Theory & Application of the Karate 4 Point Principle

This weekend I was at a seminar with no-gi submission wrestling/Brazilian Jiu-Jitsu wizard Eddie Bravo.

Eddie Bravo

He’s a pretty cool dude, as reflected both by his cool name and by the system he founded (10th Planet Jiu-Jitsu), which is probably somewhere along the lines of how I  imagine my system could look like if I were to “create” my own methodology for teaching/systematizing Karate.

In other words, awesome.

Just to give you an idea of the genius in 10th Planet Jiu-Jitsu, here’s an example of a flowchart for the grappling position known as the Twister. Here’s one for the Rubber Guard. Man, I love his creative naming. Also, he strongly advocates stuff like feinting “chops to the balls”, in order to elicit the natural predetermined flinch reflex (man’s weakness!) before attempting your ground submission move (what we in Karate generally label ne-wazakansetsu-waza). Good stuff.

As you can probably imagine, Eddie Bravo has pretty much revolutionized the way people teach, analyze, interpret and practise Brazilian Jiu-Jitsu and no-gi submission grappling. Especially for MMA.

And the best part of it all?

He has a fat KARATE patch on his pants (look where his hand is)!

Here, I even cropped it out for you:

Karate patch!

What’s up with that?

No, seriously, what the fudge is happening here? First we had MMA fighter Lyoto Machida KO’ing the legendary UFC Hall of Famer Randy Couture earlier this weekend at UFC 129 – with the KARATE jump kick from kata Kanku Dai (he even said so!) – which then Steven Seagal somehow managed to take credit for (say what?), and now we have MMA groundwork emperor Eddie Bravo sporting a shiny orange KARATE patch on his blue gi pants?

Something definitely is up. Crazy weekend for sure.

But let’s leave it at that for now.

Because what I really wanted to write about today is a principle of Karate which is very important both for regular good ol’ stand-up fighting (long range), the clinch/elbow/knee/takedown range (close range) as well as for traditional (ground-based) grappling.

I call it the 4 Point Principle.

And the reason I wrote about my grappling weekend in the intro was because all this ne-waza stuff reminded me of how important spinal alignment, leverage, correct angles and (core) control truly is in close-quarter combat.

Kata, kihon, kumite… bunkai.

My friends, if you don’t have your 4 Point Principle under control, then you’re knee-deep in it.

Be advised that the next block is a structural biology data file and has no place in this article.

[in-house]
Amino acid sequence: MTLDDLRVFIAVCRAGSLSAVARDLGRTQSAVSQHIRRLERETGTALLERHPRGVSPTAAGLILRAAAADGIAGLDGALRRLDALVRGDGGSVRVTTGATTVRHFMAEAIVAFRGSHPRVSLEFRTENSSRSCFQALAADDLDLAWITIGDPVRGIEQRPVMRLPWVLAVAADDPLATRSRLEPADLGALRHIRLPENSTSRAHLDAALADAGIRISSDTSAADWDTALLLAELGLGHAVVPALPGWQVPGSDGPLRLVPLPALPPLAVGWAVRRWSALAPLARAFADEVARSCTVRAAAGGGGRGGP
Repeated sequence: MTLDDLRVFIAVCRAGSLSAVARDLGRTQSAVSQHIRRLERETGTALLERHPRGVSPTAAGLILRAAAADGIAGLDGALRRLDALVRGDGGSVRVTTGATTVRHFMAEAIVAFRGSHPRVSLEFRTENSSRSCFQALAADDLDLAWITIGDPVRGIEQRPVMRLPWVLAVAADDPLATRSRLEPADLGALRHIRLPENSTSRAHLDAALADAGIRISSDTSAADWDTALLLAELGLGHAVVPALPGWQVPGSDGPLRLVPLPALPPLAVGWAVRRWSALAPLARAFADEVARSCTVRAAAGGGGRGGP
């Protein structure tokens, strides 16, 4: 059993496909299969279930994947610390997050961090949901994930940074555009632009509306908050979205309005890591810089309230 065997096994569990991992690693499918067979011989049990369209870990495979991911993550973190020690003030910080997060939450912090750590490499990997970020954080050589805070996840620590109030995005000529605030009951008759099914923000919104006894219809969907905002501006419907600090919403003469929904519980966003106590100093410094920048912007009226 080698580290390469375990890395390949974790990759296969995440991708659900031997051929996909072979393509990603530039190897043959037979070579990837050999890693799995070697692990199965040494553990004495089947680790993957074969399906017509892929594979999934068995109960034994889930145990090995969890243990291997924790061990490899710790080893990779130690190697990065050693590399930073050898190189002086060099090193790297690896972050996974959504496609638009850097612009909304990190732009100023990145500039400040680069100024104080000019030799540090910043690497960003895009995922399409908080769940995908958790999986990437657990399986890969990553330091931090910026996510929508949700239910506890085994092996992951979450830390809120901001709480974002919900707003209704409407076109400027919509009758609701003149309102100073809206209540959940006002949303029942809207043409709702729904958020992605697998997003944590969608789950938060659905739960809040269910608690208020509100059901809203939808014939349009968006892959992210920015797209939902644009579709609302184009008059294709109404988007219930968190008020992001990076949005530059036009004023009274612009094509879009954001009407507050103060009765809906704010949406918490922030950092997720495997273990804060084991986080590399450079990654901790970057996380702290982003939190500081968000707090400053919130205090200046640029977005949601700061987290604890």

(“It” being a brown smelly substance.)

That’s why every Karate-ka truly needs to master the 4 Point Principle.

So what is it then? What is this allegedly super secret, ultra awesome, highly important principle that we all need to master? Don’t worry. I’ll tell you. That’s what this article is about. And it’s neither particularily secret nor difficult. Just very important.

Also, it requires some thought.

And most of all practise.

So let’s quickly look at three practical examples of the 4 Point Principle (4PP) how it is applied in some different scenarios and how you can test it yourself.

The 4PP: Application Example #1

The four points of the 4 Point Principle.

So, for these pics I’ve recruited my loyal slav… “sempai” Tobias-san. It wasn’t that hard. I just dangled a black belt in front of his eyes and my words were his law. Anyway, bribes aside, as you can see on the above picture the four main points that we’re going to talk about in this principle is left shoulder, right shoulder, left hip, right hip.

These are the four points that we generally want aligned in all planes when executing techniques (horizontal, vertical).

These are the four golden points.

To further clarify what I mean, let’s use a sokutsu-dachi, soto-uke (yoko-uke) as an example. As seen in kata such as Kusanku/Kanku, Bassai etc.:

Incorrect.

See this example?

Find the problem.

While Tobias-san admitted it felt pretty weird to position himself like this, many people can be seen in pretty similar positions during kata or kihon practise in dojos all over the world. Often even in kata tournaments, effectively proving to the onlookers how little understanding of their bodies they actually have (in a sport where showing correct understanding of the execution of techniques supposedly is the ultimate goal).

Found the problem with the above pic yet?